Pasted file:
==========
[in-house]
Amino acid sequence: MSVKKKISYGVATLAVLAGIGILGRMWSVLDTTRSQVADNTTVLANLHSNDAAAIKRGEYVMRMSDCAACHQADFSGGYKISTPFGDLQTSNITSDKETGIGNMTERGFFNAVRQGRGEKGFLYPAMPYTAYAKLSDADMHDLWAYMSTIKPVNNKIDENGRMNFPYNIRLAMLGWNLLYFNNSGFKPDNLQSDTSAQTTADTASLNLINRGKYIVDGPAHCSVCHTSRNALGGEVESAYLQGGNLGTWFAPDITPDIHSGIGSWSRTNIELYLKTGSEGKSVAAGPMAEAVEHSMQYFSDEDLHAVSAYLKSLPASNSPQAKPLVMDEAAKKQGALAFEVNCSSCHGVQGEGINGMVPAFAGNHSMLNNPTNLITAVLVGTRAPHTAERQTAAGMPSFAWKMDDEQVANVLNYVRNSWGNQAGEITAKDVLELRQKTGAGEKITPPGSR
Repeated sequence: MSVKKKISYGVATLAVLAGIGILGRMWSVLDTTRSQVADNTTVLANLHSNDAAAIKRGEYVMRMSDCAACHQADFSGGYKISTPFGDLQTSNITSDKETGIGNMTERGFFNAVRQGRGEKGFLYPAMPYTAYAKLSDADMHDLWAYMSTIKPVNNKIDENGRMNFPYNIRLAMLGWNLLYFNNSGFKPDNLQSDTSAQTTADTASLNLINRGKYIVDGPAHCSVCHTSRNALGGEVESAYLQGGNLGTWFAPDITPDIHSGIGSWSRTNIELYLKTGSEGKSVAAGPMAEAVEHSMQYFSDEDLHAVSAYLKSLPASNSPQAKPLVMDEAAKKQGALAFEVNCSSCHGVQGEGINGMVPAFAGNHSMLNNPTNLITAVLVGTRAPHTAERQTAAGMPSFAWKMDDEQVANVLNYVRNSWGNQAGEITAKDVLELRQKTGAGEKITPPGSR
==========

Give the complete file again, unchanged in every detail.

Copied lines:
[in-house]
Amino acid sequence: MSVKKKISYGVATLAVLAGIGILGRMWSVLDTTRSQVADNTTVLANLHSNDAAAIKRGEYVMRMSDCAACHQADFSGGYKISTPFGDLQTSNITSDKETGIGNMTERGFFNAVRQGRGEKGFLYPAMPYTAYAKLSDADMHDLWAYMSTIKPVNNKIDENGRMNFPYNIRLAMLGWNLLYFNNSGFKPDNLQSDTSAQTTADTASLNLINRGKYIVDGPAHCSVCHTSRNALGGEVESAYLQGGNLGTWFAPDITPDIHSGIGSWSRTNIELYLKTGSEGKSVAAGPMAEAVEHSMQYFSDEDLHAVSAYLKSLPASNSPQAKPLVMDEAAKKQGALAFEVNCSSCHGVQGEGINGMVPAFAGNHSMLNNPTNLITAVLVGTRAPHTAERQTAAGMPSFAWKMDDEQVANVLNYVRNSWGNQAGEITAKDVLELRQKTGAGEKITPPGSR
Repeated sequence: MSVKKKISYGVATLAVLAGIGILGRMWSVLDTTRSQVADNTTVLANLHSNDAAAIKRGEYVMRMSDCAACHQADFSGGYKISTPFGDLQTSNITSDKETGIGNMTERGFFNAVRQGRGEKGFLYPAMPYTAYAKLSDADMHDLWAYMSTIKPVNNKIDENGRMNFPYNIRLAMLGWNLLYFNNSGFKPDNLQSDTSAQTTADTASLNLINRGKYIVDGPAHCSVCHTSRNALGGEVESAYLQGGNLGTWFAPDITPDIHSGIGSWSRTNIELYLKTGSEGKSVAAGPMAEAVEHSMQYFSDEDLHAVSAYLKSLPASNSPQAKPLVMDEAAKKQGALAFEVNCSSCHGVQGEGINGMVPAFAGNHSMLNNPTNLITAVLVGTRAPHTAERQTAAGMPSFAWKMDDEQVANVLNYVRNSWGNQAGEITAKDVLELRQKTGAGEKITPPGSR